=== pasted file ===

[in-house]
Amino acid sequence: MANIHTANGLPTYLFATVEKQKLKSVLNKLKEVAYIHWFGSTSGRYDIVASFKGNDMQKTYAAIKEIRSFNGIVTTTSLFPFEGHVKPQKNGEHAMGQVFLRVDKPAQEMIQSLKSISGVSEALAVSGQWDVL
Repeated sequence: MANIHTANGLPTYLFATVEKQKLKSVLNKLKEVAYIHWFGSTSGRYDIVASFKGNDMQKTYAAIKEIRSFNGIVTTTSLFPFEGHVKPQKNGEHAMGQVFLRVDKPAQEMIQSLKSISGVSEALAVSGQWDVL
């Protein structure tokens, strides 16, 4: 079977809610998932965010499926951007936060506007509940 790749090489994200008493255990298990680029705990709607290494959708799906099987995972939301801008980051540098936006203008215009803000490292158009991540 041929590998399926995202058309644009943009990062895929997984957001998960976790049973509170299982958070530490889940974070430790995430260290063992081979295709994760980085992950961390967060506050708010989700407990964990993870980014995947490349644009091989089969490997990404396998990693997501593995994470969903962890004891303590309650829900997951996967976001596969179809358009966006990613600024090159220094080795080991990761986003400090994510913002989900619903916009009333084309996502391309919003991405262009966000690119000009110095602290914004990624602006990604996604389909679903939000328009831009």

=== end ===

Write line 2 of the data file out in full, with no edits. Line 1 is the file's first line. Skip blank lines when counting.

Amino acid sequence: MANIHTANGLPTYLFATVEKQKLKSVLNKLKEVAYIHWFGSTSGRYDIVASFKGNDMQKTYAAIKEIRSFNGIVTTTSLFPFEGHVKPQKNGEHAMGQVFLRVDKPAQEMIQSLKSISGVSEALAVSGQWDVL